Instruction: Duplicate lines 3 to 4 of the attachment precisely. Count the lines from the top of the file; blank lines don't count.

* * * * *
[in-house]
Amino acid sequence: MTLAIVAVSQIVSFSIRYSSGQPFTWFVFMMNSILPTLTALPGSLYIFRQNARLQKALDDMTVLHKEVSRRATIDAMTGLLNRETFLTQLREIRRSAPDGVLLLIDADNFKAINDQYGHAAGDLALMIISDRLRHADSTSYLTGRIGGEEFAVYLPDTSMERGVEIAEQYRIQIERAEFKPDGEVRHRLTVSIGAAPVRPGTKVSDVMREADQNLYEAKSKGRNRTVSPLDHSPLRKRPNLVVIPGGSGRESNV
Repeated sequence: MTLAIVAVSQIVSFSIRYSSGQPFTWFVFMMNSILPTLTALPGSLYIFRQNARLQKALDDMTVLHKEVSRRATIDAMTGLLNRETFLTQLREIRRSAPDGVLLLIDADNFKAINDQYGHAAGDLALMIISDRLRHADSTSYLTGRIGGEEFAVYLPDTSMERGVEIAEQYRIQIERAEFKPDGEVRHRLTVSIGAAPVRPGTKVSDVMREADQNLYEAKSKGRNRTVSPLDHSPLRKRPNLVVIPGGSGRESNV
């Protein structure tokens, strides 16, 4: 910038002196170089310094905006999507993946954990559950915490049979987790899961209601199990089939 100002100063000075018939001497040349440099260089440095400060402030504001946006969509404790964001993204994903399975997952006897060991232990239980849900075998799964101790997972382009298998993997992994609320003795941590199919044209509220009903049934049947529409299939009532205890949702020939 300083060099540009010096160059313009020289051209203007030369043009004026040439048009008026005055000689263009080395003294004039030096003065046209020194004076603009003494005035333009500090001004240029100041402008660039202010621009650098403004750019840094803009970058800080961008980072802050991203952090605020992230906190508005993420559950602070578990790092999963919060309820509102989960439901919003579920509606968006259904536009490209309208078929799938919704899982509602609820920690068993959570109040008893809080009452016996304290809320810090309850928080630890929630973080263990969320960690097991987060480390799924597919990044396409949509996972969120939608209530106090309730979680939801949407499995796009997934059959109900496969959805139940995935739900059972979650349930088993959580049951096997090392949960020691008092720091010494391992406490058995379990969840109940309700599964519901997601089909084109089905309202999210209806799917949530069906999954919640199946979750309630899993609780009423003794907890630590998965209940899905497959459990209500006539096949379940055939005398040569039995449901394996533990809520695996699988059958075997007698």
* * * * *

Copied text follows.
Repeated sequence: MTLAIVAVSQIVSFSIRYSSGQPFTWFVFMMNSILPTLTALPGSLYIFRQNARLQKALDDMTVLHKEVSRRATIDAMTGLLNRETFLTQLREIRRSAPDGVLLLIDADNFKAINDQYGHAAGDLALMIISDRLRHADSTSYLTGRIGGEEFAVYLPDTSMERGVEIAEQYRIQIERAEFKPDGEVRHRLTVSIGAAPVRPGTKVSDVMREADQNLYEAKSKGRNRTVSPLDHSPLRKRPNLVVIPGGSGRESNV
């Protein structure tokens, strides 16, 4: 910038002196170089310094905006999507993946954990559950915490049979987790899961209601199990089939 100002100063000075018939001497040349440099260089440095400060402030504001946006969509404790964001993204994903399975997952006897060991232990239980849900075998799964101790997972382009298998993997992994609320003795941590199919044209509220009903049934049947529409299939009532205890949702020939 300083060099540009010096160059313009020289051209203007030369043009004026040439048009008026005055000689263009080395003294004039030096003065046209020194004076603009003494005035333009500090001004240029100041402008660039202010621009650098403004750019840094803009970058800080961008980072802050991203952090605020992230906190508005993420559950602070578990790092999963919060309820509102989960439901919003579920509606968006259904536009490209309208078929799938919704899982509602609820920690068993959570109040008893809080009452016996304290809320810090309850928080630890929630973080263990969320960690097991987060480390799924597919990044396409949509996972969120939608209530106090309730979680939801949407499995796009997934059959109900496969959805139940995935739900059972979650349930088993959580049951096997090392949960020691008092720091010494391992406490058995379990969840109940309700599964519901997601089909084109089905309202999210209806799917949530069906999954919640199946979750309630899993609780009423003794907890630590998965209940899905497959459990209500006539096949379940055939005398040569039995449901394996533990809520695996699988059958075997007698």